The Wilpons, through the trade deadline actions of Brodie Van Wagenen, have signaled how they want to handle their waning days of ownership:
No surrender. Go for it.
In 2019, when that could have been the Wilpons’ final year of ownership, the Mets used prospect capital and money to land Marcus Stroman in what appeared to be a hopeless postseason situation. They finished strong, but did not make the playoffs. And this year, in what was supposed to be the fringe benefit of having Stroman — his walk year — the righty was at first injured then decided to opt out of playing.
The Mets did not take on the expense or mortgage quite the prospect quality to obtain Miguel Castro, Robinson Chirinos and Todd Frazier. But the flurry on deadline day showed the Wilpons want a shot at a last hurrah. And since this is a season in which you cannot lose your way out of contention, sure, why not?
The Mets were beaten Friday for the sixth time in eight games, losing 5-3 to the Phillies. They were five games under .500 (17-22), tied for the fourth worst record in the NL, and there were three weeks left. Yet, the Mets were just two games out of the final wild card, and Fangraphs was still giving them a 41 percent chance to make the playoffs.
But here is what I have been thinking about a lot recently: Forget the Wilpons, what does Steve Cohen want? He is a limited partner and a lifelong fan of the team, so yes, reaching the playoffs would be terrific. Look, with everything wrong with this club, do you think the better-than-everyone-in-the-NL-by-miles Dodgers want to see Jacob deGrom in Game 1 of a fickle best-of-three?
Assuming Cohen finishes off his purchase with the Wilpons and gains the ownership votes necessary to join their country club, he would probably be in a better position to sell even a flawed playoff team to hopefully returning-to-Citi fans than the opposite. But those who know Cohen have described an active mind who sees the big picture.
The reality is the Mets are looking at being out of the playoffs for the 12th time in 14 years. If you were him, what would you want to assess in the last month as a first step toward building a roster that perennially plays in October?
1. Seth Lugo in the rotation. He was to make his third start Saturday night, and all signs are he is going to keep doing this until the end of this year. I have steadily debated a scout I respect since the beginning of last year about Lugo’s best role. I thought it was impacting 2-3 games a week as a multi-inning relief force. The scout argued that a cost-controlled potential No. 3 starter was way more valuable. I think I have come around to believe Lugo can be that.
GM Brodie Van Wagenen has traded a lot of pitching prospect inventory in less than two years. Plus, Zack Wheeler is gone. Stroman is a free agent. Steven Matz has again pitched himself out of the rotation. And whether Noah Syndergaard can return effectively for his 2021 walk year after Tommy John surgery is a question. Right now the 2021 rotation is deGrom and … David Peterson? Another try by Matz? Finding more Rick Porcellos and Michael Wachas.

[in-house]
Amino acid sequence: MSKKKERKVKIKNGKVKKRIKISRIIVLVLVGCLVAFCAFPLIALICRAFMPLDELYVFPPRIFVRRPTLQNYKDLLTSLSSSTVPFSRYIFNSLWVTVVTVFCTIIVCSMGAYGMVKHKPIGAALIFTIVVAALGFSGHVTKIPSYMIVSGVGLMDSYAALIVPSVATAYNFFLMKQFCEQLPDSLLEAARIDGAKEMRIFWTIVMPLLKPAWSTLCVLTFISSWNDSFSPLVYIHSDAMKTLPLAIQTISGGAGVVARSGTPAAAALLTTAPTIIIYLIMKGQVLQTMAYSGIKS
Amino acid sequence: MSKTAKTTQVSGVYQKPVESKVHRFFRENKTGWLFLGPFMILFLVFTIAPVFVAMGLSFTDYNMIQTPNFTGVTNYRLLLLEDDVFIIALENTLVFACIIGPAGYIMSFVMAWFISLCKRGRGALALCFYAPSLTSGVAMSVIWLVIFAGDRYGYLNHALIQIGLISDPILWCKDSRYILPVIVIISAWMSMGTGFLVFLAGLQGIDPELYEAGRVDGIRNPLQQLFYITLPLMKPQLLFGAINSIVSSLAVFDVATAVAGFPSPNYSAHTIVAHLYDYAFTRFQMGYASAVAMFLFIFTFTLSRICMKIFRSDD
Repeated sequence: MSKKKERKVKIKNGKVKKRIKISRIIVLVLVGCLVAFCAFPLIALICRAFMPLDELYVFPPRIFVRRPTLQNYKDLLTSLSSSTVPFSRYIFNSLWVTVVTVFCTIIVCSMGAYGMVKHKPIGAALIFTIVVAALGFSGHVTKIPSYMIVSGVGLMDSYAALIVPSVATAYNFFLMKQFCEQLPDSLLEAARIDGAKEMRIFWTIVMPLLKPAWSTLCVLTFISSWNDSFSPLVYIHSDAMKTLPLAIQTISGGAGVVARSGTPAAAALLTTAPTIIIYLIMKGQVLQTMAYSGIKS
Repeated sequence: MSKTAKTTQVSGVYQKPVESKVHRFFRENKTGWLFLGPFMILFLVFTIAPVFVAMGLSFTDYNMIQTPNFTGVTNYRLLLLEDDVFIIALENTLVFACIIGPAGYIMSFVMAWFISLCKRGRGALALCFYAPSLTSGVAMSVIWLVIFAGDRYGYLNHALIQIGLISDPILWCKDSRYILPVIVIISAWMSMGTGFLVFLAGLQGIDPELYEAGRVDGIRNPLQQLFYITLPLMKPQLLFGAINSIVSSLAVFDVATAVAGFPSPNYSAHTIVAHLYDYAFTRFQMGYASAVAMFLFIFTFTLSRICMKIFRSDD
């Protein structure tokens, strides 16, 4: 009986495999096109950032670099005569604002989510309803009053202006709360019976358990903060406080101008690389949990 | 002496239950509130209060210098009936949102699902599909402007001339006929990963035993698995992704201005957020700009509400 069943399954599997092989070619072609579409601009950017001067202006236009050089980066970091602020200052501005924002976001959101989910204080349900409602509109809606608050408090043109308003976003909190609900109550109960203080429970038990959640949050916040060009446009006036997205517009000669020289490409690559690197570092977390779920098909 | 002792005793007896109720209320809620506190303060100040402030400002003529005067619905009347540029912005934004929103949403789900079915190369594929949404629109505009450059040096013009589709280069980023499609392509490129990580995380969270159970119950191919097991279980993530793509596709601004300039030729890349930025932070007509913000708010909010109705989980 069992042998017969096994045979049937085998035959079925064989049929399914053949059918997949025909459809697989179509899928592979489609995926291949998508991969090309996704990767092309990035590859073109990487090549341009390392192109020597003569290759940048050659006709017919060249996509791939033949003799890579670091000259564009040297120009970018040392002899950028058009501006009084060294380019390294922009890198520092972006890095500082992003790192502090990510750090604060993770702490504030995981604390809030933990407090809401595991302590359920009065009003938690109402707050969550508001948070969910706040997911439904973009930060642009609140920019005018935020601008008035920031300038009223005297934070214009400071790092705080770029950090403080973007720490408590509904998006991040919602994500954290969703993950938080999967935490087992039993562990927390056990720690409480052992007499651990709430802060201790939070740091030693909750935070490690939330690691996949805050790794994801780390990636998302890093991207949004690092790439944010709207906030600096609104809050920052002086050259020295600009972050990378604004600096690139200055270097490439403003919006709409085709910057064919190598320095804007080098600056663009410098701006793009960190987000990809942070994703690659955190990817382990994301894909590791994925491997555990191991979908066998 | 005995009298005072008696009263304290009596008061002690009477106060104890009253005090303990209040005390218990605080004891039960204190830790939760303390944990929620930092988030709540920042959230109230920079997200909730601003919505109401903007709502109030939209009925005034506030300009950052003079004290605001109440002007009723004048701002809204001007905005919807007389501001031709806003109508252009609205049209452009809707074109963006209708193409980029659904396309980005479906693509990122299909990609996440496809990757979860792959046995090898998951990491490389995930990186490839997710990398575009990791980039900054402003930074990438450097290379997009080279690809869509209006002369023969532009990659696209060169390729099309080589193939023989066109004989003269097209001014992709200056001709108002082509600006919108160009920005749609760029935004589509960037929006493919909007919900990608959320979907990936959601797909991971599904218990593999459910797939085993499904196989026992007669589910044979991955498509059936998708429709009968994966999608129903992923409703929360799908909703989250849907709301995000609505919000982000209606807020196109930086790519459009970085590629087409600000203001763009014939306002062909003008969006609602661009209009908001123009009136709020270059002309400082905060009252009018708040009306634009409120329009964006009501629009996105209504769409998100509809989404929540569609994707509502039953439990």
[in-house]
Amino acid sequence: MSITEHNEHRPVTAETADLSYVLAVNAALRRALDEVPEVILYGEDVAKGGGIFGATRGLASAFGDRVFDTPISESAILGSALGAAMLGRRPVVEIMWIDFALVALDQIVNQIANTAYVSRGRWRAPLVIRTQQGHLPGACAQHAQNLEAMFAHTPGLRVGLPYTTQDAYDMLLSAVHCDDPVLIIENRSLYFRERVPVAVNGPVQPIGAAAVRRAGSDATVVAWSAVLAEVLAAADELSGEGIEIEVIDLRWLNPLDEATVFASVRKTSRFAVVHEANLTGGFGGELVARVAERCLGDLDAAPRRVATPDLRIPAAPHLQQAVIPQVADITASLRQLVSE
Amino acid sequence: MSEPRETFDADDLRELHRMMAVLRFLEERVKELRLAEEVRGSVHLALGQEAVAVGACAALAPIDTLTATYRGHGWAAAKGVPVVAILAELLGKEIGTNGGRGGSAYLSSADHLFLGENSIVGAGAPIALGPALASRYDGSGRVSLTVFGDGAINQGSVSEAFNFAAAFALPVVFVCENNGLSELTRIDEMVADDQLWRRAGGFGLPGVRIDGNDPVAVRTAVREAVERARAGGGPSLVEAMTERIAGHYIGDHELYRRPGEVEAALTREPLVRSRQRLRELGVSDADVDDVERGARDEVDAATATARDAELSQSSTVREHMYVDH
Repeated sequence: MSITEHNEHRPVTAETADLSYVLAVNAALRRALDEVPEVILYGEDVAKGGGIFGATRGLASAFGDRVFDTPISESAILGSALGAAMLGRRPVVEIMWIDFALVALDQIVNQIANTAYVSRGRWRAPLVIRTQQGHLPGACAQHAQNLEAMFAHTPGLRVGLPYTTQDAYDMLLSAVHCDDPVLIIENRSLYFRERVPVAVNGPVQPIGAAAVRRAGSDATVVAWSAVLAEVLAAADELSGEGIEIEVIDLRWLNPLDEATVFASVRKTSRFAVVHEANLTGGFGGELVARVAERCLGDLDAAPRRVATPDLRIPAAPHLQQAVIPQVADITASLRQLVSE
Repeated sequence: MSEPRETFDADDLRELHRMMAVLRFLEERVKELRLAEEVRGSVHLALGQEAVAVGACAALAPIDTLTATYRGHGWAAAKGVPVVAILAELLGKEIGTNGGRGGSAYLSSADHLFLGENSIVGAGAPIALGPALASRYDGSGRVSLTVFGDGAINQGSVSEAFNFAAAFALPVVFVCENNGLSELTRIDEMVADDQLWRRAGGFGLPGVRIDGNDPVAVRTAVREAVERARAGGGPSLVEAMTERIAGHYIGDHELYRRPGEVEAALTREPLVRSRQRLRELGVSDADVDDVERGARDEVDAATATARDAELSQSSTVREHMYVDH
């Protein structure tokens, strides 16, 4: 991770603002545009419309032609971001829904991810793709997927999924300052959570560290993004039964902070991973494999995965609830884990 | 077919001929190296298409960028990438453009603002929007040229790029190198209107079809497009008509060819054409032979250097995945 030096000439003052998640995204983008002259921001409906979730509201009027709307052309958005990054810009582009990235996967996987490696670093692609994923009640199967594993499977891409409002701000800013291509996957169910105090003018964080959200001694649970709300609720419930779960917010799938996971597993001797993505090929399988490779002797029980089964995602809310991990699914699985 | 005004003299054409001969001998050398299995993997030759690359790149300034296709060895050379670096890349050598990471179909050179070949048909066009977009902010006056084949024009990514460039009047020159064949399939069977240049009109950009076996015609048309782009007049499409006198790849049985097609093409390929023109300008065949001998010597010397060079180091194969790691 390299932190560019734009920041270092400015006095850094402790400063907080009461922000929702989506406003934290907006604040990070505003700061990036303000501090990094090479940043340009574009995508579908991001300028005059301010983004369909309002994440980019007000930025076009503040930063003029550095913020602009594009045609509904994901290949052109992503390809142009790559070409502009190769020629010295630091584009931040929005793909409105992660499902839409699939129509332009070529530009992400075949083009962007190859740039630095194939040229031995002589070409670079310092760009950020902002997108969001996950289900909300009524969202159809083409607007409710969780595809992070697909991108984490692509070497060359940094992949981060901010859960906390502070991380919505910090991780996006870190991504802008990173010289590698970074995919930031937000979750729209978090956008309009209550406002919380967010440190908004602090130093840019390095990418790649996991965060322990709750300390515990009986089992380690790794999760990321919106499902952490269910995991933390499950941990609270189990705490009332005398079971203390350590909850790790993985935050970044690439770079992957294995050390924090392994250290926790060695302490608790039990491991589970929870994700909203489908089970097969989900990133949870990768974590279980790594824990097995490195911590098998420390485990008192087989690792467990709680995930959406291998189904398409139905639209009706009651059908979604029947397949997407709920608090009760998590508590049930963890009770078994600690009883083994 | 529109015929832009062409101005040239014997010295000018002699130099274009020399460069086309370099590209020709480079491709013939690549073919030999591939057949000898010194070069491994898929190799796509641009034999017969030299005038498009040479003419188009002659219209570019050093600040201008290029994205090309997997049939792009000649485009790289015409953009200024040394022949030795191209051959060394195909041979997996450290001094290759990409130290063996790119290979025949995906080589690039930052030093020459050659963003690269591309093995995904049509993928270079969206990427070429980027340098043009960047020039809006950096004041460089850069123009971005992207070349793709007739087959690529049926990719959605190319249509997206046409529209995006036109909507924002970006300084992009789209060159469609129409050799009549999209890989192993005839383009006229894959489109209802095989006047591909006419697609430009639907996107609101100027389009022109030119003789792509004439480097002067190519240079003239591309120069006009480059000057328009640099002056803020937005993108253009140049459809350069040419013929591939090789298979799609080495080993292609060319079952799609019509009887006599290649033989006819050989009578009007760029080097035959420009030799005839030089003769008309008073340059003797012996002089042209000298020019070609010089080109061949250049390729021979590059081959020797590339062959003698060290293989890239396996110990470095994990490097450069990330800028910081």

Lugo proving he can handle starting and doing so with high quality is a huge issue moving forward.
2. Andres Gimenez and Luis Guillorme at shortstop. Cohen has the money to do what he wants, and he can just tender contracts to arbitration eligibles Matz, Robert Gsellman and Amed Rosario and see if the Mets can trade them or find more consistent strong performance from them. But all three have track records of underperforming their skill.
In what is expected to be a flooded free-agent market, in which prices might crater, are the Mets better off shopping for replacements?
Gimenez started at short for a second straight game Saturday with Luis Rojas saying he was going with the “hot hand,” but the manager also would not commit that Rosario is still his starting shortstop.
Can the Mets move forward with an inexpensive tandem of Gimenez/Guillorme (with top prospect Ronny Mauricio perhaps arriving in 2022). Why not play Gimenez/Guillorme down the stretch? Would that be worse than Rosario as an all-around entity even in the present? Would you want to see Rosario at least try center field before moving on from him?
One of the first places we might see the power of Cohen’s checkbook (beyond buying the Mets) is the 2021-22 offseason, which could be the greatest free-agent shortstop market ever: Javier Baez, Carlos Correa, Francisco Lindor, Corey Seager and Trevor Story.
3. Castro in high leverage. The justification for giving up organizational pitching depth to land Stroman last year was not only to try to make the playoffs in 2019, but recognition a key rotation piece was going to be a free agent (Wheeler), that Stroman had another year of control and that the Mets did not want to dabble at the upper end of the starting pitching market.
The justification for yielding Kevin Smith to the Orioles for Castro was similar: Justin Wilson is going to be a free agent, Castro cannot be a free agent until after the 2022 season, and the club does not want to jump into the relief market — considering Edwin Diaz, Jeurys Familia and Dellin Betances (who probably will pick up his $6 million player option considering his poor/injury-marred season to date) will cost more than $25 million combined next year.
So the Mets are going to have to depend on Castro (looking at about $2.5 million in 2021) to be a key figure in what could be Steve Cohen’s first bullpen.